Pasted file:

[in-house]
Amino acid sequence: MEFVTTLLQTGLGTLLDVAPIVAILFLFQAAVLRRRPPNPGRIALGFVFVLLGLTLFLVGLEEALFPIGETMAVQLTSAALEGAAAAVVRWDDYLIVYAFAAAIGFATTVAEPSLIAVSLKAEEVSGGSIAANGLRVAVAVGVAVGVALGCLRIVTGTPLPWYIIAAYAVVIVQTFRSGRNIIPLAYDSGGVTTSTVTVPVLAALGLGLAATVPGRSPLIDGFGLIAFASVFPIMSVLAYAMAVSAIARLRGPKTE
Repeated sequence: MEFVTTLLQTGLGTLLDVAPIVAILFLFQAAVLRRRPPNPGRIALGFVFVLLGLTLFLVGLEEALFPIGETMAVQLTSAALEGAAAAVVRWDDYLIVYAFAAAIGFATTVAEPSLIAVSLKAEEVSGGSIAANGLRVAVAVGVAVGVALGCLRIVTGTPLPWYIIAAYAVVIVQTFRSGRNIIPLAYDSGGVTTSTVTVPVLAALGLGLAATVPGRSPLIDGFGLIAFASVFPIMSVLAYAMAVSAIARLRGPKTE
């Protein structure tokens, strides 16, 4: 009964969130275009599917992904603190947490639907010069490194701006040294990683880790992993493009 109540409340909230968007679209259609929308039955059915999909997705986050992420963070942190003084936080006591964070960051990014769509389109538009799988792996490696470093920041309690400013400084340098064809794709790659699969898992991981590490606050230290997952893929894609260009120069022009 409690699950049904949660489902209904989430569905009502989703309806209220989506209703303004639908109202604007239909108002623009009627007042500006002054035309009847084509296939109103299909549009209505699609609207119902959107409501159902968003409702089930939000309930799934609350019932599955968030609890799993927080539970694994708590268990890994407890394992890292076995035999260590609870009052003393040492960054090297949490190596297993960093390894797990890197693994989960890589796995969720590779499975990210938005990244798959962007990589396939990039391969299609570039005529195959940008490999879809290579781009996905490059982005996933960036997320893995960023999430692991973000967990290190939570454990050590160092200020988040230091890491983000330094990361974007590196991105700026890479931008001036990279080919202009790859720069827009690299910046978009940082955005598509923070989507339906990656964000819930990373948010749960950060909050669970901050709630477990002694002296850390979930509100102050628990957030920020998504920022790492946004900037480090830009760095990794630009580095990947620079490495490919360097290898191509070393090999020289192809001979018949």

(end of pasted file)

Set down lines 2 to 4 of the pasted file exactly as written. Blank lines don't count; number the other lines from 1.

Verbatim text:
Amino acid sequence: MEFVTTLLQTGLGTLLDVAPIVAILFLFQAAVLRRRPPNPGRIALGFVFVLLGLTLFLVGLEEALFPIGETMAVQLTSAALEGAAAAVVRWDDYLIVYAFAAAIGFATTVAEPSLIAVSLKAEEVSGGSIAANGLRVAVAVGVAVGVALGCLRIVTGTPLPWYIIAAYAVVIVQTFRSGRNIIPLAYDSGGVTTSTVTVPVLAALGLGLAATVPGRSPLIDGFGLIAFASVFPIMSVLAYAMAVSAIARLRGPKTE
Repeated sequence: MEFVTTLLQTGLGTLLDVAPIVAILFLFQAAVLRRRPPNPGRIALGFVFVLLGLTLFLVGLEEALFPIGETMAVQLTSAALEGAAAAVVRWDDYLIVYAFAAAIGFATTVAEPSLIAVSLKAEEVSGGSIAANGLRVAVAVGVAVGVALGCLRIVTGTPLPWYIIAAYAVVIVQTFRSGRNIIPLAYDSGGVTTSTVTVPVLAALGLGLAATVPGRSPLIDGFGLIAFASVFPIMSVLAYAMAVSAIARLRGPKTE
């Protein structure tokens, strides 16, 4: 009964969130275009599917992904603190947490639907010069490194701006040294990683880790992993493009 109540409340909230968007679209259609929308039955059915999909997705986050992420963070942190003084936080006591964070960051990014769509389109538009799988792996490696470093920041309690400013400084340098064809794709790659699969898992991981590490606050230290997952893929894609260009120069022009 409690699950049904949660489902209904989430569905009502989703309806209220989506209703303004639908109202604007239909108002623009009627007042500006002054035309009847084509296939109103299909549009209505699609609207119902959107409501159902968003409702089930939000309930799934609350019932599955968030609890799993927080539970694994708590268990890994407890394992890292076995035999260590609870009052003393040492960054090297949490190596297993960093390894797990890197693994989960890589796995969720590779499975990210938005990244798959962007990589396939990039391969299609570039005529195959940008490999879809290579781009996905490059982005996933960036997320893995960023999430692991973000967990290190939570454990050590160092200020988040230091890491983000330094990361974007590196991105700026890479931008001036990279080919202009790859720069827009690299910046978009940082955005598509923070989507339906990656964000819930990373948010749960950060909050669970901050709630477990002694002296850390979930509100102050628990957030920020998504920022790492946004900037480090830009760095990794630009580095990947620079490495490919360097290898191509070393090999020289192809001979018949």